US Treatment of ‘‘illegals’’ Better Than Most
US treatment of ‘illegals’ better than most
What’s with you guys and the illegals anyway? Are we supposed to feel sorry for the line-up of dirtballs you pictured in this week’s issue? [“Misdemeanor offenders among Guilford County deportees”; May 20, 2009; by Jordan Green] Time to get some facts straight on this: First, these guys (and all the rest of them) are here in violation of our laws. They know this and purposely commit this violation for their own personal reasons. The United States, just like every other country in the world, including Mexico and El Salvador, has the sovereign right to determine who will be allowed into the country and under what conditions. Under current (and traditional) law, only US citizens and legal permanent aliens have a “right” to enter the country, and in the case of the latter there are certain restrictions, which do not apply to citizens. (FYI: I worked in immigration investigations in the US Embassy in Mexico City for three years recently and before that in the same position in El Salvador for four years, during which time I dealt with literally thousands intending immigration to the US.) Second point: Since when is it a tragedy according to YES! Weekly, to be returned to one’s own country? To be returned to Mexico or El Salvador is not by any means to be equated with being sent back to North Korea or Cuba. None of these people are political asylees, they are all here because the living is a lot easier or they are family members moving in with the original immigrant.
They choose to come here, in full knowledge of the risk of deportation. Third point: Is it your contention that because these individuals are here illegally they should be permitted to commit petty criminal offenses without fear of sanction? That only when they move on up the crime ladder to rape, murder, etc. should they be in danger of deportation? Is the US experiencing a shortage of home-grown bad guys which requires us to import them from Mexico and El Salvador? Why should we as a society tolerate criminal activity of any sort by people who are here in violation of our laws to begin with? Deportation is far cheaper and more humane then stashing them in US prisons for extended stays, and why should the American taxpayer foot the bill for the care and upkeep of criminals who are not even supposed to be here? Last point: Let me tell you what happens to Americans, regardless of their immigration status, who commit crimes in Mexico and El Salvador (for that matter Ecuador too, where I also served for two years). If the offense is minor, say a traffic violation, and the American has a goodly sum of cash available, he can usually buy his way out of trouble. If he cannot, or if the offense is serious, or if a local citizen has made a complaint, guess what: Under the modified Napoleonic Code in those countries, he is guilty as charged and he is going to jail. Now, if a US consular officer can get there quickly and has good contacts with the authorities, they might let him be removed from the country on his own (or the embassy’s) expense. This removal will be immediate, as in, “Take him to the airport now and he gets on the next flight out of here, no importa where it goes.” There are occasions, however, when consular rapid response is impossible and the American is sentenced and goes to prison. Having spent many hours/days visiting incarcerated Americans in all three countries, I can tell you and your sob-sister readers that a sentence in the worst American prison is a vacation compared to a sentence in any prison in Mexico or El Salvador, especially for an American. Further, I have witnessed Salvadoran police shove US backpackers into their cruisers and personally drive them to the Honduran or Guatemalan border and physically kick them out of El Salvador at gunpoint! Compare this with the gentle, kid-glove treatment these guys in your article get in this country. They are arrested, jailed, fed three meals (in Mexican prisons you have to somehow provide your own food), put on a comfortable bus, taken to a comfortable plane and flown to their homelands, where their families await them with warm embraces. All at US taxpayer expense! And you want us to feel sorry for them? No way!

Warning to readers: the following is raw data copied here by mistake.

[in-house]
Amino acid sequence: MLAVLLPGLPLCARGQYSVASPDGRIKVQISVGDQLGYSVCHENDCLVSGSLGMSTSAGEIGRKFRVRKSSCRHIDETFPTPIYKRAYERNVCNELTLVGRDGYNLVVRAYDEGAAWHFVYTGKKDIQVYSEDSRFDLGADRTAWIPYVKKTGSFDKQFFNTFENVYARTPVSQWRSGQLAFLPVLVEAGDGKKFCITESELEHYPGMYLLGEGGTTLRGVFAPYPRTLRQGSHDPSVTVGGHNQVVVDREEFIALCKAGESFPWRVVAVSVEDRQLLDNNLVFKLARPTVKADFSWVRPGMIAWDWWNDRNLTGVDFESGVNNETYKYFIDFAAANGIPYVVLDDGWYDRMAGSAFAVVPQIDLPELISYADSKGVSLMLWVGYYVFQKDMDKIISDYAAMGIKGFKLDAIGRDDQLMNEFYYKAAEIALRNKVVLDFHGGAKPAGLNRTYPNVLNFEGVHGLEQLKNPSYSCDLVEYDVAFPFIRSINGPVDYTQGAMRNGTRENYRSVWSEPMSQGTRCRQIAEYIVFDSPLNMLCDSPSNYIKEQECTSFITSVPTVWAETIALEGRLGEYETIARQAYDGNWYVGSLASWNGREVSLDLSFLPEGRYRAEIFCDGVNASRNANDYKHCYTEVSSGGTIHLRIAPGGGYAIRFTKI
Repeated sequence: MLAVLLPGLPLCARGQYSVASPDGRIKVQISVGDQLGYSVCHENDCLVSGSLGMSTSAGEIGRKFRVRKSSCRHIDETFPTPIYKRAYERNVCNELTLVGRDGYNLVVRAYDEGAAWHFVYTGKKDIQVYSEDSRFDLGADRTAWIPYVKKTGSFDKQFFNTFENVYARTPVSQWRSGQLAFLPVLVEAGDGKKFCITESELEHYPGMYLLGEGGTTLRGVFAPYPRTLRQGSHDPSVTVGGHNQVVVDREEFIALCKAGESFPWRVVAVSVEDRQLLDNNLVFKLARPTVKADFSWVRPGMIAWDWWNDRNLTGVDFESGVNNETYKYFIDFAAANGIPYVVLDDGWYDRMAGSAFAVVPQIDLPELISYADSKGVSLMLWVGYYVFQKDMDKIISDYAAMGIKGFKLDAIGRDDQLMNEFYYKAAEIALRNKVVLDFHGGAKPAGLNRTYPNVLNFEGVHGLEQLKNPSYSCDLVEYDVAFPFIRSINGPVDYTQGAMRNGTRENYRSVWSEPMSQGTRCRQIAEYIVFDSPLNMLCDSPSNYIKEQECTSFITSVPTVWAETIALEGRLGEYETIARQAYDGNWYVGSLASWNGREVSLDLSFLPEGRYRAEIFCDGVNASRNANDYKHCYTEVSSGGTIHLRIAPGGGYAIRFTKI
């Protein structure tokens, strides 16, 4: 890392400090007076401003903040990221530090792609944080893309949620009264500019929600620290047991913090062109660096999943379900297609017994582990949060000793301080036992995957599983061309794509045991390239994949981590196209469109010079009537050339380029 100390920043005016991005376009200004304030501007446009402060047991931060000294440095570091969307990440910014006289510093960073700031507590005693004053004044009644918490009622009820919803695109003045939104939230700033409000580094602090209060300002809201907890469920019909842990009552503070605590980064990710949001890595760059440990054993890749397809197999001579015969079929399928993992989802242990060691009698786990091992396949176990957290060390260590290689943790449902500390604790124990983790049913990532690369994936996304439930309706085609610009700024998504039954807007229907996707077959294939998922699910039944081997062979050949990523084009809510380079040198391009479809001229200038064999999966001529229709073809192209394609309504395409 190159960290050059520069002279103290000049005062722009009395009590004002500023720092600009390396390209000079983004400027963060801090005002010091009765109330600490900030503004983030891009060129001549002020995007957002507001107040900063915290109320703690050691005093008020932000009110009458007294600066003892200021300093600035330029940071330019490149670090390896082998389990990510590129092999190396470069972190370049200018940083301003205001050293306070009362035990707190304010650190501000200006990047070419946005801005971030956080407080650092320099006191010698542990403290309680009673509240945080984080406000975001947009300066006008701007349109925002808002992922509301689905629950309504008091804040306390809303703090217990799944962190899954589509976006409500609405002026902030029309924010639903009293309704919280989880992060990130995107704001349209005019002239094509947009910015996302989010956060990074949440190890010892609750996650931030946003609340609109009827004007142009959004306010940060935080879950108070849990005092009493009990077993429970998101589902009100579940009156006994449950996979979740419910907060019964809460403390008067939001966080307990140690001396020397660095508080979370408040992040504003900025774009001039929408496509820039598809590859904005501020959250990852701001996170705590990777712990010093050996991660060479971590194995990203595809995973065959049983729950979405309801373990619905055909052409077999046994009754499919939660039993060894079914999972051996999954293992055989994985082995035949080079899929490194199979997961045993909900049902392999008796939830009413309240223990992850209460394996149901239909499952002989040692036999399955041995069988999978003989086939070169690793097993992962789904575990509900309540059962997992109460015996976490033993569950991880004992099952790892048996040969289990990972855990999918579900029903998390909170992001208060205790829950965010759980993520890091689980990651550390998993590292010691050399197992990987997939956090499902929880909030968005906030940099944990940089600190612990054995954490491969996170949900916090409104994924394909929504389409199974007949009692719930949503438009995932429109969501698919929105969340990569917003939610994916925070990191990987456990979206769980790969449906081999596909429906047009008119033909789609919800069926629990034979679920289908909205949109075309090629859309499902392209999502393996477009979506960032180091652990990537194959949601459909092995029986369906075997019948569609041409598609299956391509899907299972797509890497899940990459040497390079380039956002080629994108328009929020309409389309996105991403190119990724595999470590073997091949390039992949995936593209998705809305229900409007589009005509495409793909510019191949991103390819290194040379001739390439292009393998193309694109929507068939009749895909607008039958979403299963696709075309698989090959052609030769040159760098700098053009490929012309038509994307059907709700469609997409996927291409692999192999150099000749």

Don Miller lives in Greensboro..